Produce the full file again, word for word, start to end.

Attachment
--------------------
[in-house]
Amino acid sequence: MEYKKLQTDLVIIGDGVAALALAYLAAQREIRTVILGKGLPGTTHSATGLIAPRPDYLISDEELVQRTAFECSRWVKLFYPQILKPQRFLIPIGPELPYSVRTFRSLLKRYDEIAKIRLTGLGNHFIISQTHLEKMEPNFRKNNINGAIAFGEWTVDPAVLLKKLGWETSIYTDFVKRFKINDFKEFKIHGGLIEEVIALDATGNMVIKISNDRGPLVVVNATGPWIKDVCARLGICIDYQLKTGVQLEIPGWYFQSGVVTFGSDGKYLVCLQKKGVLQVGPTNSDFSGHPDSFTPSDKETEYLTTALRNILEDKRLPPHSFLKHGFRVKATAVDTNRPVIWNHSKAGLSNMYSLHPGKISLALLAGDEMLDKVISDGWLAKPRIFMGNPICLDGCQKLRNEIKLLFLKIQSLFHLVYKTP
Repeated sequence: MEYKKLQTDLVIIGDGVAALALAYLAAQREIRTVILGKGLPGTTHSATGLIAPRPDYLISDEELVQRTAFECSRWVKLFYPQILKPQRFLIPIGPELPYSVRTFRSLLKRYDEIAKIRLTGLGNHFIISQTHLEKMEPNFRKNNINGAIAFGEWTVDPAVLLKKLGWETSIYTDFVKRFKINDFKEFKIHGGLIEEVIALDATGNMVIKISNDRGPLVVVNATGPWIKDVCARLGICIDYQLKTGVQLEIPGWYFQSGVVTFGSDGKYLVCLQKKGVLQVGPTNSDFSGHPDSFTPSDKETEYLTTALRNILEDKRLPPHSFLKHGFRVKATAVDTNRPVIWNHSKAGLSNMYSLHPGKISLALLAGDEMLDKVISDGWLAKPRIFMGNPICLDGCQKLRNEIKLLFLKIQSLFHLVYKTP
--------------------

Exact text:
[in-house]
Amino acid sequence: MEYKKLQTDLVIIGDGVAALALAYLAAQREIRTVILGKGLPGTTHSATGLIAPRPDYLISDEELVQRTAFECSRWVKLFYPQILKPQRFLIPIGPELPYSVRTFRSLLKRYDEIAKIRLTGLGNHFIISQTHLEKMEPNFRKNNINGAIAFGEWTVDPAVLLKKLGWETSIYTDFVKRFKINDFKEFKIHGGLIEEVIALDATGNMVIKISNDRGPLVVVNATGPWIKDVCARLGICIDYQLKTGVQLEIPGWYFQSGVVTFGSDGKYLVCLQKKGVLQVGPTNSDFSGHPDSFTPSDKETEYLTTALRNILEDKRLPPHSFLKHGFRVKATAVDTNRPVIWNHSKAGLSNMYSLHPGKISLALLAGDEMLDKVISDGWLAKPRIFMGNPICLDGCQKLRNEIKLLFLKIQSLFHLVYKTP
Repeated sequence: MEYKKLQTDLVIIGDGVAALALAYLAAQREIRTVILGKGLPGTTHSATGLIAPRPDYLISDEELVQRTAFECSRWVKLFYPQILKPQRFLIPIGPELPYSVRTFRSLLKRYDEIAKIRLTGLGNHFIISQTHLEKMEPNFRKNNINGAIAFGEWTVDPAVLLKKLGWETSIYTDFVKRFKINDFKEFKIHGGLIEEVIALDATGNMVIKISNDRGPLVVVNATGPWIKDVCARLGICIDYQLKTGVQLEIPGWYFQSGVVTFGSDGKYLVCLQKKGVLQVGPTNSDFSGHPDSFTPSDKETEYLTTALRNILEDKRLPPHSFLKHGFRVKATAVDTNRPVIWNHSKAGLSNMYSLHPGKISLALLAGDEMLDKVISDGWLAKPRIFMGNPICLDGCQKLRNEIKLLFLKIQSLFHLVYKTP